Judges in Arkansas are NOT elected on a partisan basis, but you couldn’t tell it by recent events. (I inadvertently left the NOT out originally.)
Current Justices Rhonda Wood and Barbara Webb, wife of the former Arkansas GOP chairman, both mounted overtly Republican campaigns, with endorsement from Republican politicians and campaigns tailored to Republican county meetings. Justice Shawn Womack is a former Republican senator who seems to spend as much time working the Republican-majority legislature as he does judging.
And here we go again. Three Supreme Court seats are on the ballot next year: Those of Justices Robin Wynne, Rhonda Wood and Karen Baker.
Here’s the first Republican preparing to make a race and in the now customary manner, with a letter announcing his potential candidacy not to the people of Arkansas but the Republican State Committee.
He’s a former director of the Arkansas Republican Party who’s had appointments to judgeships courtesy of the Republican governor and has already made appearances at GOP committee meetings.
Position 2 is held by Robin Wynne, 68. He hasn’t announced whether he’ll seek re-election. He’s a former Democratic state representative, it so happens.
The Republican Party led the push, eventually joined by Democrats, to elect judges on a nonpartisan basis. The GOP was in the minority then and the mostly Democratic judges paid fat filing fees to the Democratic Party.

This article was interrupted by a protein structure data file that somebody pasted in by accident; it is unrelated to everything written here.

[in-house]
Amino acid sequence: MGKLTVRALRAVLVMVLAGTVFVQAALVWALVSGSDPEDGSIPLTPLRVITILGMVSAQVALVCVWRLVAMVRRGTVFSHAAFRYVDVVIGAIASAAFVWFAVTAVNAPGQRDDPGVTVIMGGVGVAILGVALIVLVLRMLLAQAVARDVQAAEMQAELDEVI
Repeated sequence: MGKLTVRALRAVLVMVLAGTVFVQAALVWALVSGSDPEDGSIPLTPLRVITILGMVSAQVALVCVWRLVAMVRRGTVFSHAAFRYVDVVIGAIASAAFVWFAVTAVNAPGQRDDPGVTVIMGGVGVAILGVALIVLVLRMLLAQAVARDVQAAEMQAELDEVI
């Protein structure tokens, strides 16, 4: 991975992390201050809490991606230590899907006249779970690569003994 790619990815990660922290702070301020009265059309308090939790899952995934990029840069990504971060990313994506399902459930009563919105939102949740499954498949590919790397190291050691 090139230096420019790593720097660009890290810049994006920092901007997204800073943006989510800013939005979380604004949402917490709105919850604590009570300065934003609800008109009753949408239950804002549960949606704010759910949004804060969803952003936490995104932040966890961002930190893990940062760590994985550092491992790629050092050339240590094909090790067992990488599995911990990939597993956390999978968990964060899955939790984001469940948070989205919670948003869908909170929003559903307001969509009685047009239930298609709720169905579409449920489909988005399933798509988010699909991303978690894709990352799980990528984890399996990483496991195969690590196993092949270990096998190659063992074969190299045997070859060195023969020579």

Now that roles are reversed, Republicans prefer partisan elections, if not by law in fact. Pending legislation would make municipal elections partisan in Arkansas, but municipal opposition has slowed that. Also pending is a proposed constitutional amendment to return judicial elections to partisan races.
The reason is simple: The GOP brand is viewed as golden and they want their ideological stamp put firmly on the judiciary, which is exactly why it is a terrible idea. Rep. Clint Penzo, in arguing for partisan city elections, said it right out in the open during committee debate. He said his constituents want to know if “the person at the ballot is conservative or liberal, Republican or Democrat.”
Arkansas Republican judicial candidates already have that down to a science: They are strict followers of the Constitution, particularly that 2nd amendment, and don’t believe in legislating from the bench, unless it is to overturn liberal law-making. Family values? They are for them. And so on.
Should Carnahan win, the Supreme Court would have four rock-ribbed Republicans on the seven-member court, including one whose husband is paid $150,000 a year by the attorney general of Arkansas, a frequent Supreme Court litigant. Democratic Party chances on challenges of Republican vote suppression tactics? You tell me.